Will Massachusetts, the cradle of American liberty, let four lawyers don the robes of oligarchy, override the wishes of the majority of the people, usurp the powers of their elected representatives and sabotage the institution of marriage? Where is the fight that manifested itself in Massachusetts men at the battles of Bunker Hill, Lexington and Concord?
The Massachusetts Supreme Judicial Court ruled 4-to-3 to legalize same-sex marriages. With elitist arrogance, the four-person majority bragged: "Certainly our decision today marks a significant change in the definition of marriage as it has been inherited from the common law, and understood by many societies for centuries."
Indeed, it does. Traditional marriage of husband and wife is fortified by a network of legal rights and duties spelled out in more than 1,000 federal and 400 state laws. The four judges gave the governor and the legislature 180 days to overturn nearly 400 years of Massachusetts history.
Those judges had no authority to change the definition of marriage. They contemplated their navels and convinced themselves that they alone could change social policy and make new law, and even contemptuously opined that belief in traditional marriage is without a "rational basis."
The people of Massachusetts should tell the judges to stuff their arrogance. "We the people" should rise up and say we are not going to kowtow to judicial tyranny.
Regrettably, the response by Massachusetts public officials has been pusillanimous. They are groveling before the four judges, wiggling around in the hope the court might be appeased by a parallel system of civil unions.
Gov. Mitt Romney is trying to walk a tightrope of compromise. While supporting a constitutional amendment to protect traditional marriage, he said: "We obviously have to follow the law as provided by the Supreme Judicial Court, even if we don't agree with it," and we need to decide "what kind of statute we can fashion which is consistent with the law."
But what "law"? There is no law that requires or even allows same-sex marriages. The judges enunciated only special-interest advocacy masquerading as legal reasoning.
Attorney General Thomas F. Reilly said the judges overstepped in trying to shape social policy, but he wants to test an alternative solution and then seek "an advisory opinion of the court." Au contraire; we don't want any more advice from those judges.
State Rep. Philip Travis, the lead sponsor of an amendment to preserve the definition of marriage, has the right response. He said that if the legislature doesn't act within the 180 days, the court can't force clerks to issue marriage licenses to gay couples.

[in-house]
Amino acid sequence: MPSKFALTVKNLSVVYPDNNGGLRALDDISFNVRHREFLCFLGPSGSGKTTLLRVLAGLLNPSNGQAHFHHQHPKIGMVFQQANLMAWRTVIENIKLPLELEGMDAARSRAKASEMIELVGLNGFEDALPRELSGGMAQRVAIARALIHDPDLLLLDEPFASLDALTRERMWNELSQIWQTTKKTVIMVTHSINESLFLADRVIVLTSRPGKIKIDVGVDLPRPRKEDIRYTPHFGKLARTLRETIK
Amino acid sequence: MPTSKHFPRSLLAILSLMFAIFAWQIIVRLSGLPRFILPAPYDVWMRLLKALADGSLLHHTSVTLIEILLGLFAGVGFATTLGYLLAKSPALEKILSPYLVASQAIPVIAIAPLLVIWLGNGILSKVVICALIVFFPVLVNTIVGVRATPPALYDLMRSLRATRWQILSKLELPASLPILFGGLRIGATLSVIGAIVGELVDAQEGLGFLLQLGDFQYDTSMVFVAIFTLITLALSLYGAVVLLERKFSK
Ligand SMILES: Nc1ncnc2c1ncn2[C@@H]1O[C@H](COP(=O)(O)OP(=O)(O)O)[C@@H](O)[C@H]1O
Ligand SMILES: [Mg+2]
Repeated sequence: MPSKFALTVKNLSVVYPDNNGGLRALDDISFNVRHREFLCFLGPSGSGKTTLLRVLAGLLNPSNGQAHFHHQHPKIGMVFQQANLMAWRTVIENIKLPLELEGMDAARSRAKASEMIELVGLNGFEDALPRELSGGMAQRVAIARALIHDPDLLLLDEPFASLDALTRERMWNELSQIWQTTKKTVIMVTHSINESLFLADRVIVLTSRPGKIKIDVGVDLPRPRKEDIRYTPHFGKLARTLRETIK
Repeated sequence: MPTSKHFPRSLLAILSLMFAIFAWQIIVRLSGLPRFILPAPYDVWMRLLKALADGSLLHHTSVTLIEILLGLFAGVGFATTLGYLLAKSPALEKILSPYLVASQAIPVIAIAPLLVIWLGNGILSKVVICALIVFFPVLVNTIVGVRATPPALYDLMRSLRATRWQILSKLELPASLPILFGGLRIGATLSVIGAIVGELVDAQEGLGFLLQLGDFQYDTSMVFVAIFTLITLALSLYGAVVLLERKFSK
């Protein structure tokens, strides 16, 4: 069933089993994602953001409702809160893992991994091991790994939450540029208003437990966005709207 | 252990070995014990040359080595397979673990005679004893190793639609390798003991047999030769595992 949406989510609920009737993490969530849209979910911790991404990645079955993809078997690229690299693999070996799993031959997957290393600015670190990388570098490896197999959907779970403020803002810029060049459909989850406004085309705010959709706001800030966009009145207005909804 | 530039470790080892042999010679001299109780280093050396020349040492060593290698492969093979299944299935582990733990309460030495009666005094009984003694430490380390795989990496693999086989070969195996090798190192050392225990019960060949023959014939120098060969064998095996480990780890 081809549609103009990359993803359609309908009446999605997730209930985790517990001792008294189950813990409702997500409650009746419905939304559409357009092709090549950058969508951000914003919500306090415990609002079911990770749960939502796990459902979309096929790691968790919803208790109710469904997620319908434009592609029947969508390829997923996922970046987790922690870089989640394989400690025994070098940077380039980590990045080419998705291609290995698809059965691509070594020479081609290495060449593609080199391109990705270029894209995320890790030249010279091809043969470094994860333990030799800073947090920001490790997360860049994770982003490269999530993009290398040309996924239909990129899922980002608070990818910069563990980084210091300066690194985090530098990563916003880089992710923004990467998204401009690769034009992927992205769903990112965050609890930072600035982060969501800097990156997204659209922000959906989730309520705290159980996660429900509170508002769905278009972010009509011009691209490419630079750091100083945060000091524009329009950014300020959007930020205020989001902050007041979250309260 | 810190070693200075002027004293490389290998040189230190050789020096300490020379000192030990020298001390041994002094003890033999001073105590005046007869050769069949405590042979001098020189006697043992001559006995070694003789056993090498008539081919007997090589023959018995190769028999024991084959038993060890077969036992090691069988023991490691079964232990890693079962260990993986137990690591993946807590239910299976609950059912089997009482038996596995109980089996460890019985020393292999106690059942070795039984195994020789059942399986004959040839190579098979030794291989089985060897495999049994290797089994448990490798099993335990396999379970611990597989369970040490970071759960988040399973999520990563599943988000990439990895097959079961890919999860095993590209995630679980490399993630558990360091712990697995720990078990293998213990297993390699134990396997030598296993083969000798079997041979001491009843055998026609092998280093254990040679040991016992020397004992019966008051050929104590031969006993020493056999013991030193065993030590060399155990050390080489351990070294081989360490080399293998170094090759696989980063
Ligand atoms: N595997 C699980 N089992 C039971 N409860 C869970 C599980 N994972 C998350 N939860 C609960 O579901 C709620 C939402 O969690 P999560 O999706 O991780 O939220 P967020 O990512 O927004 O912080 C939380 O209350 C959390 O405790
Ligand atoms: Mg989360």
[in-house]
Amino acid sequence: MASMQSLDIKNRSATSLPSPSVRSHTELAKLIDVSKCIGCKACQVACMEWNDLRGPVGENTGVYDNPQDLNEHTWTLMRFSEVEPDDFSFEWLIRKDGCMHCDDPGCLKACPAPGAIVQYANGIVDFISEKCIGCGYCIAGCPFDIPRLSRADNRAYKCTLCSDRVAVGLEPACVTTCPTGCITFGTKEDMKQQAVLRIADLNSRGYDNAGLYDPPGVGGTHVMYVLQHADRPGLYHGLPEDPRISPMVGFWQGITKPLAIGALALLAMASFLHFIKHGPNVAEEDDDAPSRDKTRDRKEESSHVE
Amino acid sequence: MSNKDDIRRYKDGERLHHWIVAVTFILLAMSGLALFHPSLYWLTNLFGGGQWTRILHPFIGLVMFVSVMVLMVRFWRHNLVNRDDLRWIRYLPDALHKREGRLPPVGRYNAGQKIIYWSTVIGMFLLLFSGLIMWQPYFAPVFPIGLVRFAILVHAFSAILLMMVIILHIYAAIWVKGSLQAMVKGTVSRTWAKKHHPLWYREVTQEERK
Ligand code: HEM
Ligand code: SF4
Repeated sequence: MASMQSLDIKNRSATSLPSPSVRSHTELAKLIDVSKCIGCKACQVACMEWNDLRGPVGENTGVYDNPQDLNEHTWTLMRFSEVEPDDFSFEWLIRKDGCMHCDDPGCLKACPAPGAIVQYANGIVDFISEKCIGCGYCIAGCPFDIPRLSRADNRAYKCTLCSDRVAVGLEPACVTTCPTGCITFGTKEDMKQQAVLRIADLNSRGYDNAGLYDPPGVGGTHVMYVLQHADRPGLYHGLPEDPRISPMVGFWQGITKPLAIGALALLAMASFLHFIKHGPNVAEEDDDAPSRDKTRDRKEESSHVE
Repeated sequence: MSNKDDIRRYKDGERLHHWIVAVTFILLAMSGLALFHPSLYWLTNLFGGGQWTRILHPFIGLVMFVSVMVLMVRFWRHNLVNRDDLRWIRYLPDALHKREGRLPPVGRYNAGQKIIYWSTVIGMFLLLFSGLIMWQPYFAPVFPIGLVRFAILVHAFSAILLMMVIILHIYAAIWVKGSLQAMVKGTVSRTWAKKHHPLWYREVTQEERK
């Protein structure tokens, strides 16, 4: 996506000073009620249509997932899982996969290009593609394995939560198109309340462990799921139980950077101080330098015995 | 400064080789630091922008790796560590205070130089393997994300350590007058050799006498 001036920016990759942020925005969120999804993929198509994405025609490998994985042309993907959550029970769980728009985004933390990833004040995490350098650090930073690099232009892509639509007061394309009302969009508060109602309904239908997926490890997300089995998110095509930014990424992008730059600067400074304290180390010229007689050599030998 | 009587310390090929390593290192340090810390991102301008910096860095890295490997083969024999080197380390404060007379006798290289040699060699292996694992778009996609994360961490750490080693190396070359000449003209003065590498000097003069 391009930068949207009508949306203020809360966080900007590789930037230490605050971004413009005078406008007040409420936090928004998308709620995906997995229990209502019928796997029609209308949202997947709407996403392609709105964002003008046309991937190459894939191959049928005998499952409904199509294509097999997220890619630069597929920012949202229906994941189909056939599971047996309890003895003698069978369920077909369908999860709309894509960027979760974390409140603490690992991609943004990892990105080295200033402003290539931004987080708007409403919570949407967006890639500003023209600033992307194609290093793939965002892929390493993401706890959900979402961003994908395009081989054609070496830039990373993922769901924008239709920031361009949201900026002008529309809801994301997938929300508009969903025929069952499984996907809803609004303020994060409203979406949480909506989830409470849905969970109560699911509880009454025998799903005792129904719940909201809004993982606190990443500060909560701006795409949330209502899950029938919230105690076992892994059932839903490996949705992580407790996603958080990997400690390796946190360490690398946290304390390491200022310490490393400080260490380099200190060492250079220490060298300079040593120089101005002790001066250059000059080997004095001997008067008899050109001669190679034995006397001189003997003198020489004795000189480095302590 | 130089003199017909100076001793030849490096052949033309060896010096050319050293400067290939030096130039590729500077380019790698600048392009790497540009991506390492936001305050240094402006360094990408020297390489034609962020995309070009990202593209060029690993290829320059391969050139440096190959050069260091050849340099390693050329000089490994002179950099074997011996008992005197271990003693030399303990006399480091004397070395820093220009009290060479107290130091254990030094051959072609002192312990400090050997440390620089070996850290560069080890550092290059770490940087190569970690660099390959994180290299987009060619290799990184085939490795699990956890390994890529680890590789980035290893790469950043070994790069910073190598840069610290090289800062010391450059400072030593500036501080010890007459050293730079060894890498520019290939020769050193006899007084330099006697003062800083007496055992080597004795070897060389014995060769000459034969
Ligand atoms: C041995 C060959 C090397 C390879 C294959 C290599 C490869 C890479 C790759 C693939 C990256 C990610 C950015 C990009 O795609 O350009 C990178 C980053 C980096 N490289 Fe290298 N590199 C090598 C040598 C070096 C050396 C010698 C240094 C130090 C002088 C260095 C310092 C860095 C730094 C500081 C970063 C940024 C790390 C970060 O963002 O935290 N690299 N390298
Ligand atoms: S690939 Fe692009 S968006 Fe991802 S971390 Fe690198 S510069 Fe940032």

"When we pass 180 days, what are you going to do to the Legislature?" said Travis. "With all due respect to the Supreme Court ... you've given us a decision and given it to us to enforce. Therefore, if we don't enforce it, there is no remedy under the law of Massachusetts."
This Massachusetts court decision isn't just about same-sex marriage. It has posed the question whether Americans are willing to submit to what Thomas Jefferson predicted would be "the despotism of an oligarchy" if judges are allowed to be "the ultimate arbiters of all constitutional questions."
All over the nation, special-interest advocacy groups are "forum shopping" to find friendly judges willing to bypass the Constitution and write their own social and sexual preferences into the law. Plaintiffs are seeking out judges who are willing to cooperate in deconstructing our culture by abolishing the Pledge of Allegiance and the Ten Commandments to make the nation comfortable for atheists, and to abolish marriage requirements to make the nation comfortable for unrestricted sex.
Gay rights activists have a nationwide strategy to make same-sex marriage a constitutional right. The legal advocacy firm called Freedom to Marry is joined in this effort by the Gay & Lesbian Advocates & Defenders, the American Civil Liberties Union, Lambda Legal, NOW Legal Defense and Education Fund, and Human Rights Watch.
They plan to accomplish in the courts what they cannot win in elected legislatures. The gay lawyers will litigate to get other state courts to use Massachusetts as a model, and the gays who marry in Massachusetts will seek legal recognition in other states, challenging their marriage laws and state Defense of Marriage Acts.
The same-sex-marriage activists know that the legal profession is predisposed to redefine marriage. The dissenting justices in Lawrence v. Texas warned that the Supreme Court is imbued with the "law profession's anti-anti-homosexual culture."
The dissenting judges in the Massachusetts same-sex marriage case laid it on the line: "What is at stake in this case is not the unequal treatment of individuals or whether individual rights have been impermissibly burdened, but the power of the Legislature to effectuate social change without interference from the courts. ... The power to regulate marriage lies with the Legislature, not with the judiciary."
Massachusetts citizens should slap down their high court as the citizens of Hawaii and Alaska did when confronted with the same judicial impudence, and a nationwide backlash against judicial activism should start to roll.
Phyllis Schlafly is a national leader of the pro-family movement, a nationally syndicated columnist and author of Feminist Fantasies.
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